“Once we accept our limits, we go beyond them.” – Albert Einstein
My father is a serious person. He thinks he’s fun, but he’s really not. Don’t get me wrong, I love him very much. We have a great relationship. I love spending time with him. But no one who knows him would ever characterize him as “wild” or “goofy.” He was once shocked at my suggestion that we take a trip to Barcelona just because he’d never been there. He’s stable, responsible, reliable, and… a little boring. Honestly, these are some of the traits I love most about him.
He once told me that people worry about becoming the opposite of what they naturally are. They worry that if they’re not leaning into their natural tendencies, then they’ll become the opposite. For example, he might worry about becoming a flake—someone unreliable that people can’t count on. Similarly, I’ve seen people who are free-spirited, creative types that fear losing their creativity if they embrace habits that they perceive as “boring” or “stable.”
The reality is, however, that the chance of someone drastically moving from one end of the spectrum to the other is pretty slim. Even when I dragged my father to Barcelona, he still remembered to leave timers on all the lights before he left so his house looked occupied and to notify the bank that he was traveling abroad so they wouldn’t freeze his credit card. And we still had a great time.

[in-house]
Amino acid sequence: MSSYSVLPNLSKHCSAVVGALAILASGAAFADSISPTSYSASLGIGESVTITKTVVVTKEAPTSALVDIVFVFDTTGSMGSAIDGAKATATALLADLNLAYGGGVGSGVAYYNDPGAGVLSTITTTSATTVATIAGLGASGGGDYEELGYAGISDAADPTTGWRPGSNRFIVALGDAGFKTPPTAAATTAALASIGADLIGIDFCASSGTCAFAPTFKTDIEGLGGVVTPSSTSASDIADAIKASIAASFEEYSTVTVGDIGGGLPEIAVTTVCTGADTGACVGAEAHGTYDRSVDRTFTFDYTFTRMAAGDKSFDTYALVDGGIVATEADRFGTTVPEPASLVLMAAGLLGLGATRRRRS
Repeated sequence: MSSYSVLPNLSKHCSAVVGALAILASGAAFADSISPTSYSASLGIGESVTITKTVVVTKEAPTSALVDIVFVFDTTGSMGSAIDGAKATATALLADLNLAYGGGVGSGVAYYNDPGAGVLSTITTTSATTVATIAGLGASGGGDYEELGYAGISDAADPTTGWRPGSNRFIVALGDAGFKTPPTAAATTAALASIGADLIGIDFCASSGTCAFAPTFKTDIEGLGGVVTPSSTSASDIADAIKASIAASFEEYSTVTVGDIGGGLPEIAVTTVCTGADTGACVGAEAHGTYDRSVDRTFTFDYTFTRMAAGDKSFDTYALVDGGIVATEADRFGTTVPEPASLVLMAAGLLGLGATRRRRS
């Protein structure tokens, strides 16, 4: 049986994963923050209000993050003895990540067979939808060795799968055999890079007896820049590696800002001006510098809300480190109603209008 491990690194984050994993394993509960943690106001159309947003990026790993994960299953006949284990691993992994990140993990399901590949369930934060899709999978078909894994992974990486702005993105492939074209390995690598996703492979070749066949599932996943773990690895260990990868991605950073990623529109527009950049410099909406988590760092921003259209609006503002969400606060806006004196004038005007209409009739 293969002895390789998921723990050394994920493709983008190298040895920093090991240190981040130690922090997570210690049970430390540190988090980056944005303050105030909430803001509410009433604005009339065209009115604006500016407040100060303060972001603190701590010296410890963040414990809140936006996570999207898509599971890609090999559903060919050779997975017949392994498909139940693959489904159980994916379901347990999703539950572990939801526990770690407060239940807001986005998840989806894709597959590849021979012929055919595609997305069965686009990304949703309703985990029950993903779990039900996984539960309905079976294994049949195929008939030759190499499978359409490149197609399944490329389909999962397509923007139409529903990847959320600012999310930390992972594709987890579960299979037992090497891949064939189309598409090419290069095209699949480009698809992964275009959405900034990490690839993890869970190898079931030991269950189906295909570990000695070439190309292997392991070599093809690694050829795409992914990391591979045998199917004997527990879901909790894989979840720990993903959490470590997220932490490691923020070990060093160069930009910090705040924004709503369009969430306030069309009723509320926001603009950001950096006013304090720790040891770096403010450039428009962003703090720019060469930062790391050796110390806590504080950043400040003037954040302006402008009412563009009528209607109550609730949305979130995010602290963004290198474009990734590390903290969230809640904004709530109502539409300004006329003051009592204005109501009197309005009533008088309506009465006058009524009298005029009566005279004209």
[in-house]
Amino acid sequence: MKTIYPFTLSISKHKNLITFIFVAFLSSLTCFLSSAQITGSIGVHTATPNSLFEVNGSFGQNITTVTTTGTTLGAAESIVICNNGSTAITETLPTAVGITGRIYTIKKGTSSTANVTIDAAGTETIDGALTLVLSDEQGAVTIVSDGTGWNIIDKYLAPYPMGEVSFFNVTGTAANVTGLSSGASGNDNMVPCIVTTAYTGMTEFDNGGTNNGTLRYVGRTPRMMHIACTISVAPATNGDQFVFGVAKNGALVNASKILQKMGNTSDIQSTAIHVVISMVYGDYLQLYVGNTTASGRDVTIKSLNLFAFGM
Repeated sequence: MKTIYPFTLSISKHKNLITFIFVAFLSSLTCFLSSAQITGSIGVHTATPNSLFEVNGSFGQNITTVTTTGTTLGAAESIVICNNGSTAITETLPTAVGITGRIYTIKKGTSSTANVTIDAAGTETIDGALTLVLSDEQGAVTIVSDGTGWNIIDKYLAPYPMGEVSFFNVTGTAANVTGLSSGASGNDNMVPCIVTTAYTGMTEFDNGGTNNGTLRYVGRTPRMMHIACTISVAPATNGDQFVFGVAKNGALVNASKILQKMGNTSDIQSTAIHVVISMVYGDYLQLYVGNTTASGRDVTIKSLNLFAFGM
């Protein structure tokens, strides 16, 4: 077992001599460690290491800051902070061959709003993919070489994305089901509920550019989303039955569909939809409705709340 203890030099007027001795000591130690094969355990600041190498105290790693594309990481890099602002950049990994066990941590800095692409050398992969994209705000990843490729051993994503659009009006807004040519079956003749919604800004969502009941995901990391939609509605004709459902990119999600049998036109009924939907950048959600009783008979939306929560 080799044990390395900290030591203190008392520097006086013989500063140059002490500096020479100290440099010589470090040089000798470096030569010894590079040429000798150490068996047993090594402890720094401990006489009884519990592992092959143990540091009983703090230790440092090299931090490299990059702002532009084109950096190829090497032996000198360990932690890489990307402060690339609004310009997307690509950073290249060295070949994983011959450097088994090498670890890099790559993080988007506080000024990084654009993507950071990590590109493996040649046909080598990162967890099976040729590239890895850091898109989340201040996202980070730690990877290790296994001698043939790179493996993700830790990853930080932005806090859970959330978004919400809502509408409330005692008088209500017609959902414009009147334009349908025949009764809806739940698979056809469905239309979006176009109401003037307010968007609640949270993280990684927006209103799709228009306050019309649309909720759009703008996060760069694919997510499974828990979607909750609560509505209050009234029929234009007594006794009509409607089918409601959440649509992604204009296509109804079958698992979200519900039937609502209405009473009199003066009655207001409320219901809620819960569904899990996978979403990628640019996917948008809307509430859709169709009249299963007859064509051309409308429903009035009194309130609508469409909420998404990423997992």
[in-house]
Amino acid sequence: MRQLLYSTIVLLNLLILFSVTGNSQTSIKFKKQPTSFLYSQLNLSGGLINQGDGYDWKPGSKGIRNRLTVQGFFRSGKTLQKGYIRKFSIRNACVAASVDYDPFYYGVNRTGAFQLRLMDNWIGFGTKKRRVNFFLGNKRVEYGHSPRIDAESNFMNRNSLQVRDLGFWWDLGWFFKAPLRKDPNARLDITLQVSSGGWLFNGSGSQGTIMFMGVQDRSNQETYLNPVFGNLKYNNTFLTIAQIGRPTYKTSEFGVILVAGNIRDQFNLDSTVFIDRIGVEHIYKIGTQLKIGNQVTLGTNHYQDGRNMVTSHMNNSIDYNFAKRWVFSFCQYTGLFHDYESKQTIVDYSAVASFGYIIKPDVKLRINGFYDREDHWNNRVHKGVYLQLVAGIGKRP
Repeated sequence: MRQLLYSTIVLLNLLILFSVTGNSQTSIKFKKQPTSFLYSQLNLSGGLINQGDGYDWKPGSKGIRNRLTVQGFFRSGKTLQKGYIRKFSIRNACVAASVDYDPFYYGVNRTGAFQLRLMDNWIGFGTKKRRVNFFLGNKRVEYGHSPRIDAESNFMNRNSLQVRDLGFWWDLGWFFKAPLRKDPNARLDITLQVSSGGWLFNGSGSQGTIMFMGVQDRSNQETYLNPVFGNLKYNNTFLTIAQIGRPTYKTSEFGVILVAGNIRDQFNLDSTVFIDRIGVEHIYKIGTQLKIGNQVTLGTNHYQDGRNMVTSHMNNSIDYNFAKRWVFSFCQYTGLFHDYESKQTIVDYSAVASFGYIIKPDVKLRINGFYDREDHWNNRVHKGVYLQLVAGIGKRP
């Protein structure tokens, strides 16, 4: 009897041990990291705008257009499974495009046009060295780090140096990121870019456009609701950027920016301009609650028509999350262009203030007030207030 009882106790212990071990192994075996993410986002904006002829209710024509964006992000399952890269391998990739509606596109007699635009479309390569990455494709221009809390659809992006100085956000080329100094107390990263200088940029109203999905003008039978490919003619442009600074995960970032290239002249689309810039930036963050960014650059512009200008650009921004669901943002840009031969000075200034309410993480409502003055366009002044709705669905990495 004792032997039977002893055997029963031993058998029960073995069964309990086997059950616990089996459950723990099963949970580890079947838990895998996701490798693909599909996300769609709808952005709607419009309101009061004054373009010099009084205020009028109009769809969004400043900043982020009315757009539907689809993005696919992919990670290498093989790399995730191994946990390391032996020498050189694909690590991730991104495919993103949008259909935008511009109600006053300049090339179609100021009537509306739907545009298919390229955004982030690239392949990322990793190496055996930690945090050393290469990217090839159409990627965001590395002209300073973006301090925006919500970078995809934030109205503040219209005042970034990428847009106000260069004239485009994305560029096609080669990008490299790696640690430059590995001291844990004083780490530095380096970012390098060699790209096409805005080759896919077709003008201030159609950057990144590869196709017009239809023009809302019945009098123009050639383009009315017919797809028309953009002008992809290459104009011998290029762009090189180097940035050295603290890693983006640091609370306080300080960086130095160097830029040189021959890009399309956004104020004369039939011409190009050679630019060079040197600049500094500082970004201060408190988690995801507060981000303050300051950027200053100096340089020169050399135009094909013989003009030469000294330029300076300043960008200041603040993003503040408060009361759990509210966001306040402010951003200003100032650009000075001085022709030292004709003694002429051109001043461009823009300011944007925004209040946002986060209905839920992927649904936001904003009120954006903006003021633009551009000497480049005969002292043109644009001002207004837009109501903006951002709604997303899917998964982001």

So this week, I invite you to think about what your natural tendencies are. What is your comfort zone? Then think about a way to challenge those tendencies. How can you push yourself, even just a little? How can you push yourself to say yes where you’d normally say no?
It can be scary to move outside your comfort zone in saying yes when you usually say no. But once you’re there, you’ll likely realize you’re still you—just with some new experiences!